Common injuries
Falls are the most common cause of injury for Australian children riding scooters. Collisions with cars and pedestrians have also been reported. Common injuries include:

  • Cuts

  • Abrasions

  • Bone fractures , particularly of the wrist

  • Head injuries.

Head injuries
The brain doesn't fill the skull cavity completely. It is suspended in a chemical soup called cerebrospinal fluid, which nourishes the brain and serves as a shock absorber. If a child falls from a fast-moving scooter and hits a hard surface, such as the road, the brain is thrown against the inside of the skull. This causes bruising and swelling of the delicate tissues. Skull fractures and bleeding from sheared vessels around and inside the brain are also possible. Research suggests that safety helmets reduce the risk of head injury by up to 90 per cent.

Safety equipment
The essential safety equipment for riding a scooter includes:

  • Bicycle helmet

  • Wrist guards

  • Elbow guards

  • Knee guards.

    Bicycle helmets Helmets became compulsory safety equipment for bicyclists in 1990. Helmets have resulted in a 70 per cent decrease in the number of cyclists injured or killed by head injury. Helmets are made of foam - similar to the foam used for portable coolers like Eskies - that absorbs the impact of a fall or blow. Look for the Australian Standards Mark when choosing a bicycle helmet. The different types of helmet include: Micro shell - the foam is covered in thin plastic Hard shell - the foam is covered in hard plastic.

Helmet safety suggestions
Safety suggestions include:

  • Make sure the helmet fits the child's head comfortably before buying it.

  • The helmet should sit just above the eyebrows.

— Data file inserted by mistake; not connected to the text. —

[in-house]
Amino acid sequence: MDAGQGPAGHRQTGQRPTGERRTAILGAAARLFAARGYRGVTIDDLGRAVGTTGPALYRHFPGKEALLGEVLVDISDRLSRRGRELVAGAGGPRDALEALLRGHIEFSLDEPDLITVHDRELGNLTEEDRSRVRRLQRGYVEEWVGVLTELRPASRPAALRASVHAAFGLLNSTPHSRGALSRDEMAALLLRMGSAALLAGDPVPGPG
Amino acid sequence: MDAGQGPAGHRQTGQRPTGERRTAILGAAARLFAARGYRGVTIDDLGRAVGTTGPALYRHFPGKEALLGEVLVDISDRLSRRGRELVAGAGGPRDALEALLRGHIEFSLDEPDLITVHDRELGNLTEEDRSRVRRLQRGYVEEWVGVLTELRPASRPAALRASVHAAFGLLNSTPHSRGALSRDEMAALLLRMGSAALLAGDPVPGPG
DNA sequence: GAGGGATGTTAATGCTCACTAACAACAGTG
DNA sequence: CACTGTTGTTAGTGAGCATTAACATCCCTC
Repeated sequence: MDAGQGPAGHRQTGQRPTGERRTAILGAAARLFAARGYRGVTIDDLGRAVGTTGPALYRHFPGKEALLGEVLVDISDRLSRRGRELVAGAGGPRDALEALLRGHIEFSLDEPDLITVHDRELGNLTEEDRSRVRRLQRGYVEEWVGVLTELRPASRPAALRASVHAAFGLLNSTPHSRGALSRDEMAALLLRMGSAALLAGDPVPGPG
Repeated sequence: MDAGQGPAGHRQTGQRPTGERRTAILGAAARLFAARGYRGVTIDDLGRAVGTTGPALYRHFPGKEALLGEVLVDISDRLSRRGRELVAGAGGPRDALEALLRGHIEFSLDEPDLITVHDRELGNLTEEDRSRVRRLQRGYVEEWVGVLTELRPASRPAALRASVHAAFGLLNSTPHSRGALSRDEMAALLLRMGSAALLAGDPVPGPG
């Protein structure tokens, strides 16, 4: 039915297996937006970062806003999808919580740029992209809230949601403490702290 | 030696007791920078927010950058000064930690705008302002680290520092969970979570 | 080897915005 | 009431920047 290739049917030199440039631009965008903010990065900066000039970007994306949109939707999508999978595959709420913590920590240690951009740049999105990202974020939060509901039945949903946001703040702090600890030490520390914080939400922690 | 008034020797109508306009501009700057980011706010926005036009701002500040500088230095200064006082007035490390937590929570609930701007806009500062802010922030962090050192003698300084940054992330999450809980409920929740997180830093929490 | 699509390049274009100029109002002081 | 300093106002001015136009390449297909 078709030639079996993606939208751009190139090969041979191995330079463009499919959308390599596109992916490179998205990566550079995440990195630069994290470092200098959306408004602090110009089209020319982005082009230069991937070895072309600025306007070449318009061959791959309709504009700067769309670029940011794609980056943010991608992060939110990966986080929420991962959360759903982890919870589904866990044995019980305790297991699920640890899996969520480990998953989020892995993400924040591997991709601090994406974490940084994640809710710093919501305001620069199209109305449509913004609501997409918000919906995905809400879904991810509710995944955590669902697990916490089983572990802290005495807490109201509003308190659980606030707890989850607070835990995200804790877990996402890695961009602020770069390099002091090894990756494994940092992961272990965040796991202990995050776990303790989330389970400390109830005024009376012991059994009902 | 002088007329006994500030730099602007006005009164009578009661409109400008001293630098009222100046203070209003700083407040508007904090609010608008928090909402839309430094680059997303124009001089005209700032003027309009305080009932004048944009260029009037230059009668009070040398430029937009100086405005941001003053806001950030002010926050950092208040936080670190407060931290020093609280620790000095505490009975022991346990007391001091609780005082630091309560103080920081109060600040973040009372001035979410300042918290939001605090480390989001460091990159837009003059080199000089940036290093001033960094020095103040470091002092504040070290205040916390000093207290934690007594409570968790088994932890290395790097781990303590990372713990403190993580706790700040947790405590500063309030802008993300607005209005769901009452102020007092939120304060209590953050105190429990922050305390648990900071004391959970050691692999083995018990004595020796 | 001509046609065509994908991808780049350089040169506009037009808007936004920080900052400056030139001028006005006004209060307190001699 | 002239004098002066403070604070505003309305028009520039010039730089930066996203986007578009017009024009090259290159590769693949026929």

• A correctly fitted helmet can't be moved around on the head, either forwards and backwards or sideways.

  • The chinstrap must always be fastened firmly and never twisted.

  • Impediments like ponytails and hair clips should not be worn.

  • Always replace helmets after an impact or accident, or if the materials split or deteriorate.

  • Clean the helmet according to the manufacturer's instructions, as some cleaning products may cause damage.

  • Wrist, elbow and knee guards
    Wrist fractures are particularly common, since falling children will instinctively put out their hand or hands to save themselves. Wrist, elbow and knee guards are designed to bolster and protect these vulnerable joints.

    Road safety
    Road safety suggestions include: Provide a safe learning area while your child masters riding the scooter.

  • Make sure your child wears their safety equipment every time they ride their scooter, even in the backyard.

  • Supervise your child when they are riding their scooter.

  • Don't ever allow a young child to ride their scooter near the road.

  • Don't allow an older child to ride their scooter near the road until they are proficient at riding.

  • Make sure your child understands and abides by road rules.

  • Make sure your child is visible to drivers by dressing them in brightly colored clothes. Warn your child of the potential dangers.